So what benefits would we get from cleaning up space junk? Not much...

A lot of space junk is small and slows down considerably when it enters the atmosphere before burning up. While there have been a handful of documented cases of space junk actually hitting the Earth from large orbital junk the odds of actually getting hit by space junk was 1 in 20 trillion [1]. Since the Earth is over 70% ocean and a lot of land is uninhabited the odds of it even hitting a populated area is quite small.

The one instance where a woman was reported to be hit by space junk, it was lighter than that of a soda can and felt like a "tap on the shoulder" [1].

So should we spend millions, perhaps billions in costs in the long run running vessels into space to collect the junk to bring it back to Earth to dump in a landfill when most of the junk will remain in orbit or burn up anyways? Should we act on the 1 in 20 trillion chance that someone gets tapped on the shoulder by the weight of a soda can?

No, we shouldn't. Space junk should not be collected. We have enough garbage on Earth and the costs just do not even come close to justifying the imperceptible benefits.



My opponent seems to base his arguement around costs and weather or not that we have the technology. In this round I'll proove that we have both.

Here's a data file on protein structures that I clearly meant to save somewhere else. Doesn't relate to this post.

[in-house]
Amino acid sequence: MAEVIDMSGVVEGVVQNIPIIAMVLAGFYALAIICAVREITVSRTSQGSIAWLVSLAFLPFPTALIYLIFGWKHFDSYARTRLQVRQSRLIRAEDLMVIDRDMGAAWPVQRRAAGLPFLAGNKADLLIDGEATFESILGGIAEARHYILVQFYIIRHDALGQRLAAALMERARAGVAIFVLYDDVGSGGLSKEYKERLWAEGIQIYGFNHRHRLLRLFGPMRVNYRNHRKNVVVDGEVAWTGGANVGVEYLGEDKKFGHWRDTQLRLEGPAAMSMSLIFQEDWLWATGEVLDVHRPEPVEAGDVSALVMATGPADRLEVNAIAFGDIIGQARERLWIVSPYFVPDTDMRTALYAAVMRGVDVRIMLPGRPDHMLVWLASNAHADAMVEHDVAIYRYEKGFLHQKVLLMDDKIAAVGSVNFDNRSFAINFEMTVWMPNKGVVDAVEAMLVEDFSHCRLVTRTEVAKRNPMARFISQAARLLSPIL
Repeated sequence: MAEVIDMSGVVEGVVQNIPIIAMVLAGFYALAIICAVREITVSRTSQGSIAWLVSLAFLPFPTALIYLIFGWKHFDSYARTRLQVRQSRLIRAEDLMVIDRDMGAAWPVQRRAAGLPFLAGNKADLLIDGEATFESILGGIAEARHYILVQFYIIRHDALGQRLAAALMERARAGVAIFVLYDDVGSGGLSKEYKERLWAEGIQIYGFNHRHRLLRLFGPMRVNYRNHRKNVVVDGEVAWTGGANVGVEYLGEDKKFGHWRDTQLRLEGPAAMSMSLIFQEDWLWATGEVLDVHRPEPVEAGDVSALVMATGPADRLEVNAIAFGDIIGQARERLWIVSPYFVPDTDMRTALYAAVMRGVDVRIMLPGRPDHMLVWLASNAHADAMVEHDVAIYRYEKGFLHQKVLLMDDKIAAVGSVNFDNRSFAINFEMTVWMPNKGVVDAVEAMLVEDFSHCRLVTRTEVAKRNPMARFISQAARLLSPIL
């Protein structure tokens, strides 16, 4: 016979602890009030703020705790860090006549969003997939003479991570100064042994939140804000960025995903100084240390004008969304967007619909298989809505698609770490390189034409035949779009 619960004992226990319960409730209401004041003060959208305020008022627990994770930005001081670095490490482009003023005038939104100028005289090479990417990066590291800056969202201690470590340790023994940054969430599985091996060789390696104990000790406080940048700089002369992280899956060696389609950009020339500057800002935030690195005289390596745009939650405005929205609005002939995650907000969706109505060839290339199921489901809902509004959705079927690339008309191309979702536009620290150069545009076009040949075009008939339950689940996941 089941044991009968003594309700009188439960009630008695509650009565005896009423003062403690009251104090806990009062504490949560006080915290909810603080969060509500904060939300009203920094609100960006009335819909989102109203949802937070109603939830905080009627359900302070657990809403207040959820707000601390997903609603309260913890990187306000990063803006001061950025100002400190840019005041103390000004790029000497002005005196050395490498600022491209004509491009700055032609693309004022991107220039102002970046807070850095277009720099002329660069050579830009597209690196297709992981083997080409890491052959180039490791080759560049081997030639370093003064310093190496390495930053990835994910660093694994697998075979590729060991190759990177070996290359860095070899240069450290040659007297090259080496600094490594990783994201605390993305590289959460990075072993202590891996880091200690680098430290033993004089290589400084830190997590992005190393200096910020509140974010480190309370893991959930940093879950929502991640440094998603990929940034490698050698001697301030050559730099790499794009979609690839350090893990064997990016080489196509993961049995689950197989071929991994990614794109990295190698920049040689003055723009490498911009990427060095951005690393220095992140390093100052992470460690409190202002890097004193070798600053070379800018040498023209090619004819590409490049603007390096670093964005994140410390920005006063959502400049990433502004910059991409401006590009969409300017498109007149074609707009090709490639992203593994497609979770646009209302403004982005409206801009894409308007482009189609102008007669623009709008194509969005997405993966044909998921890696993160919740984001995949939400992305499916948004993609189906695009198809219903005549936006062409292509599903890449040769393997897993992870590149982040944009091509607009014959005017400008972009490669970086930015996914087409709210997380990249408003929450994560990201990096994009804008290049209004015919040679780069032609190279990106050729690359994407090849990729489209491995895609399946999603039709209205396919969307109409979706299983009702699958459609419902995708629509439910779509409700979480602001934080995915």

Contention 1: Technology

The EDDE system solves – Full cleanup by 2017

Dilliow in 10 (Clay, Writer for popular science, Popular science, DARPA’s Giant Space Junk Net Could Remove Almost All Debris August 16, 2010,, NU)

Once EDDE has a piece of space junk cornered, it can either hurl it into the South Pacific where it has little chance of doing any harm, or put it on a trajectory to burn up during re-entry. Or, Star insists, the pieces of junk could be recycled right there in space to create raw materials for the construction of future orbiting space stations or satellites. It sounds pretty out there, but Star has already begun testing the tech and should conduct a test flight in 2013. If that succeeds, EDDEs could begin a full cleanup operation in LEO by 2017.